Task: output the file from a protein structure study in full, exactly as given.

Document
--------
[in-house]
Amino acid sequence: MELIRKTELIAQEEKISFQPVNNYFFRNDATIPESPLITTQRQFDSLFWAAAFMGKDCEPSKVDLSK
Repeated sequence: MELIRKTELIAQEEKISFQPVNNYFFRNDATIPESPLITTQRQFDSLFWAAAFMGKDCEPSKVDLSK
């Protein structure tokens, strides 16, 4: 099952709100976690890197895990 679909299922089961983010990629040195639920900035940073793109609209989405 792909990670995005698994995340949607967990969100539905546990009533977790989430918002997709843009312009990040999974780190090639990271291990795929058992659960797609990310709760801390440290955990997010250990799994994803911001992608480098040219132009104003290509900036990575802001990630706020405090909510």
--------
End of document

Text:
[in-house]
Amino acid sequence: MELIRKTELIAQEEKISFQPVNNYFFRNDATIPESPLITTQRQFDSLFWAAAFMGKDCEPSKVDLSK
Repeated sequence: MELIRKTELIAQEEKISFQPVNNYFFRNDATIPESPLITTQRQFDSLFWAAAFMGKDCEPSKVDLSK
């Protein structure tokens, strides 16, 4: 099952709100976690890197895990 679909299922089961983010990629040195639920900035940073793109609209989405 792909990670995005698994995340949607967990969100539905546990009533977790989430918002997709843009312009990040999974780190090639990271291990795929058992659960797609990310709760801390440290955990997010250990799994994803911001992608480098040219132009104003290509900036990575802001990630706020405090909510």